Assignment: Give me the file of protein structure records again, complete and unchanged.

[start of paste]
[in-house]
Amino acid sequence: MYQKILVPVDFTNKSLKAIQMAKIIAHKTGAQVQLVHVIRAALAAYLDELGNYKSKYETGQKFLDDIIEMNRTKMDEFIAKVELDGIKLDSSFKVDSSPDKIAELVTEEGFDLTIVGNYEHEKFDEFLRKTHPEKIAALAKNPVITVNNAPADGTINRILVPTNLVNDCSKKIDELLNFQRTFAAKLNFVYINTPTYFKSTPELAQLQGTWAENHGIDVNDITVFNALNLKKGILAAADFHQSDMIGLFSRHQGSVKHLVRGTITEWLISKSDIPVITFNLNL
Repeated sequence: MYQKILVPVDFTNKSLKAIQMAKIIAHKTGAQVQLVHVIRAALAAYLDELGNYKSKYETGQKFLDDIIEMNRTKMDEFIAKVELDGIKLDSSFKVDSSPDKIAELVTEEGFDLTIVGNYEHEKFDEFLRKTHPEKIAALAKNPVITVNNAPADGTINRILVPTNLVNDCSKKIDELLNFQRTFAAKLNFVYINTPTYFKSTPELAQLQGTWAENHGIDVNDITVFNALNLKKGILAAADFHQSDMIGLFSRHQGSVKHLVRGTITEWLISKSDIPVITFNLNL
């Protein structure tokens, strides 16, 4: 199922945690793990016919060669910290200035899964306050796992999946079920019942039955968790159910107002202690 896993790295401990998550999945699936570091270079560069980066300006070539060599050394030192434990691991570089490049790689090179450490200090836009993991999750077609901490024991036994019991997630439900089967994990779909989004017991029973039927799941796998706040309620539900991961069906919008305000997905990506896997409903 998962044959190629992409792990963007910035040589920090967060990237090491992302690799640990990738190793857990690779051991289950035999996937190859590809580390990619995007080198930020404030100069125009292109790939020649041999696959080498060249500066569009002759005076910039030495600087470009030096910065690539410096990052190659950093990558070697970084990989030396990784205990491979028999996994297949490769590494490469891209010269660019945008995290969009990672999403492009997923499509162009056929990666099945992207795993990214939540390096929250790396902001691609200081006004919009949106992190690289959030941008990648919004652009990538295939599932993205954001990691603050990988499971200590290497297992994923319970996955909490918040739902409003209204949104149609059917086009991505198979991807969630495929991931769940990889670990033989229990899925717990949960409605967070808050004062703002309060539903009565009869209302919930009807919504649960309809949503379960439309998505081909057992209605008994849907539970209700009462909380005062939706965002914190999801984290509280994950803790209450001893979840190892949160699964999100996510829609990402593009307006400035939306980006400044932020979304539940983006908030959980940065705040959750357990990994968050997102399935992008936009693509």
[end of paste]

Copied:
[in-house]
Amino acid sequence: MYQKILVPVDFTNKSLKAIQMAKIIAHKTGAQVQLVHVIRAALAAYLDELGNYKSKYETGQKFLDDIIEMNRTKMDEFIAKVELDGIKLDSSFKVDSSPDKIAELVTEEGFDLTIVGNYEHEKFDEFLRKTHPEKIAALAKNPVITVNNAPADGTINRILVPTNLVNDCSKKIDELLNFQRTFAAKLNFVYINTPTYFKSTPELAQLQGTWAENHGIDVNDITVFNALNLKKGILAAADFHQSDMIGLFSRHQGSVKHLVRGTITEWLISKSDIPVITFNLNL
Repeated sequence: MYQKILVPVDFTNKSLKAIQMAKIIAHKTGAQVQLVHVIRAALAAYLDELGNYKSKYETGQKFLDDIIEMNRTKMDEFIAKVELDGIKLDSSFKVDSSPDKIAELVTEEGFDLTIVGNYEHEKFDEFLRKTHPEKIAALAKNPVITVNNAPADGTINRILVPTNLVNDCSKKIDELLNFQRTFAAKLNFVYINTPTYFKSTPELAQLQGTWAENHGIDVNDITVFNALNLKKGILAAADFHQSDMIGLFSRHQGSVKHLVRGTITEWLISKSDIPVITFNLNL
């Protein structure tokens, strides 16, 4: 199922945690793990016919060669910290200035899964306050796992999946079920019942039955968790159910107002202690 896993790295401990998550999945699936570091270079560069980066300006070539060599050394030192434990691991570089490049790689090179450490200090836009993991999750077609901490024991036994019991997630439900089967994990779909989004017991029973039927799941796998706040309620539900991961069906919008305000997905990506896997409903 998962044959190629992409792990963007910035040589920090967060990237090491992302690799640990990738190793857990690779051991289950035999996937190859590809580390990619995007080198930020404030100069125009292109790939020649041999696959080498060249500066569009002759005076910039030495600087470009030096910065690539410096990052190659950093990558070697970084990989030396990784205990491979028999996994297949490769590494490469891209010269660019945008995290969009990672999403492009997923499509162009056929990666099945992207795993990214939540390096929250790396902001691609200081006004919009949106992190690289959030941008990648919004652009990538295939599932993205954001990691603050990988499971200590290497297992994923319970996955909490918040739902409003209204949104149609059917086009991505198979991807969630495929991931769940990889670990033989229990899925717990949960409605967070808050004062703002309060539903009565009869209302919930009807919504649960309809949503379960439309998505081909057992209605008994849907539970209700009462909380005062939706965002914190999801984290509280994950803790209450001893979840190892949160699964999100996510829609990402593009307006400035939306980006400044932020979304539940983006908030959980940065705040959750357990990994968050997102399935992008936009693509």